Hi doctor. I had sex with an escort about 2 months ago. We did everything protected (oral, vaginal, anal) and French kissed, too. But i have an eczema wound the lies right above my penis and below my belly button. It’s a stage 2, but before I met her I covered it with hydrocortisone and body lotion. i tried to carefully cover it during intercourse with my shirt. So i was wondering if the girl had HIV and her secretions/body fluids got into my wound, Will i be infected with HIV or any other STDs? What are my chances? Am I one of the unluckly less than 1%? It was only one encounter for about 20 minutes and btw during my encounter, I smelled my fingers and her vagina smelled fishy. Two weeks after i had a sore throat, it wasn’t relieved by mucinex or dayquill. I gargled with hydrogen peroxide and warm water and salt and went away. I had two swollen lymph nodes in my groin and upper leg which went away after a month without treatment. I didn’t have a fever at the time, nor swollen lymph nodes in my throat. I think I may have gotten thrush. I have a high anxiety and headaches every day. Please help.
Welcome to the forum. Thanks to moderator Claire for condensing about 2,000 words into the 200 or so necessary to convey your questions and concerns.
First, you had safe sex, including condom protection (even for oral sex). By itself, this means no significant risk of any STD. Second, in the US and other industrialized countries, it is the rare escort who has HIV. The odds your partner was infected probably are no higher than 1 chance in a thousand. Third, your eczema makes no difference. Although skin wounds of various kinds probably somewhat increase the risk of HIV transmission through contact with blood or infected secretions, the effect is a minor one -- and given the near-zero risk of transmission to start with, your eczema had no measurable influence. The other things you mention -- the odor of her vaginal secretions, your sore throat, transient possible lymph node enlargement (in only a single body location), headaches, and possible thrush -- make no difference inthis assessment. Far from you being in "the unlucky less than 1%", the odds you caught HIV are closer to one chance in many million -- zero for all practical purposes.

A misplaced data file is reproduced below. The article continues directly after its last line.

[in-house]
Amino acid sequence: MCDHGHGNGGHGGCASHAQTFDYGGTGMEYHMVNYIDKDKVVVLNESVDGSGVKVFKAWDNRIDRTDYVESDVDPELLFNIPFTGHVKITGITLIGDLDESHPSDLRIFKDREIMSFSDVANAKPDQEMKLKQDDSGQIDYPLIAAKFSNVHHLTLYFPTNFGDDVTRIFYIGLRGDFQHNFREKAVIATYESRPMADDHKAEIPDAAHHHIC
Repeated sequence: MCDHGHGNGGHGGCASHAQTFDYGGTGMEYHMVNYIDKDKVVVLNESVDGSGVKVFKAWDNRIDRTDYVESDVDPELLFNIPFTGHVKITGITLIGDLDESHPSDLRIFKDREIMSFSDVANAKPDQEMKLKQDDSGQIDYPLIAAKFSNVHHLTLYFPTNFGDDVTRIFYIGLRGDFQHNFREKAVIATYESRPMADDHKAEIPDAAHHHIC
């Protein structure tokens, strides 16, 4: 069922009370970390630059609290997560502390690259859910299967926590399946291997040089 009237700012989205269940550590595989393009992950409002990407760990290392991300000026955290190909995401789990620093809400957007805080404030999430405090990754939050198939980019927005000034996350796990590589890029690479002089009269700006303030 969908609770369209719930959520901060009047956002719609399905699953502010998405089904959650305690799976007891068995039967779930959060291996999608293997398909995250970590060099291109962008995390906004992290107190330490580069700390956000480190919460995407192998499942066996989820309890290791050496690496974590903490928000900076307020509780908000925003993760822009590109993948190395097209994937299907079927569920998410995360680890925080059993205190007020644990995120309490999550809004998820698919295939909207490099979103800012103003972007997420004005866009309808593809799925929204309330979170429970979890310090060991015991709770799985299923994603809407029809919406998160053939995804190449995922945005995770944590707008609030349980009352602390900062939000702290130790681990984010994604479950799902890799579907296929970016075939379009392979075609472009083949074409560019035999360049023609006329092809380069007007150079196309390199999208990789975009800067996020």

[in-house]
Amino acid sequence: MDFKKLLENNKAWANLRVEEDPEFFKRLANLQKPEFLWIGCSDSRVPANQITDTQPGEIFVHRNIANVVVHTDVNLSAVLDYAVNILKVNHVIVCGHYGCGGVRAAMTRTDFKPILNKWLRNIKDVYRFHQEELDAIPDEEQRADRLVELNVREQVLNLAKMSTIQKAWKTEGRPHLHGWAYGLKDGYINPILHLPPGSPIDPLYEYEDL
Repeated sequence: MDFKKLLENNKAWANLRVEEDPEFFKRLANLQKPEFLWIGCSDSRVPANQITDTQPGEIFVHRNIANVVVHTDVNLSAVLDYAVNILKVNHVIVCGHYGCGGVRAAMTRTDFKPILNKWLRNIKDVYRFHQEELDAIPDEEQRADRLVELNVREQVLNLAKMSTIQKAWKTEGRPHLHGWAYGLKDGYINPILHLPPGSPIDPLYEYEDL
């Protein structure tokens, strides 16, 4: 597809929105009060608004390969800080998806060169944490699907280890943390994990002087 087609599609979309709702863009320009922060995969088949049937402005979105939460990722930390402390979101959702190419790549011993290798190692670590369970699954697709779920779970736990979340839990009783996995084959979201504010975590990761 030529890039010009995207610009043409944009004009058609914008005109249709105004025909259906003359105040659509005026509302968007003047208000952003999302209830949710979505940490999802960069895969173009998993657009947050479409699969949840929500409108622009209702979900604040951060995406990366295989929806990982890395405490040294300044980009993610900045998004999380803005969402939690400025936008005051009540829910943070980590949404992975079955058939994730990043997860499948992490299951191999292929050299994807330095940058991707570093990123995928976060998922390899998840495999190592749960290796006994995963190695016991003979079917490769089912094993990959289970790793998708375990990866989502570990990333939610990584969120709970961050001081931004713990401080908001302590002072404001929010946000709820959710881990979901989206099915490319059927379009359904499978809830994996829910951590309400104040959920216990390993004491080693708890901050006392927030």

Therefore, from a strictly medical or risk assessment standpoint you do not need to be tested for HIV. However, I recommend you be tested anyway for emotional/psychological reasons: the negative result is likely to be more helpful in resolving your fears than my statements of scientific evidence and reasoned reassurance. Enough time (2 months) has passed for reliable HIV antibody testing.
So get tested. You can definitely expect a negative result. Feel free to report the test result, but let's not have any "yes but" or "what if" follow-up questions until then. There is nothing you can add that would change my opinion or advice.
Thanks for your reassurance Doc! i bought one of those in home HIV test that you send and get your results over the phone. I was too scared and embarrassed to go to the clinics. You just dropped my anxiety level to 50%. Thanks again!
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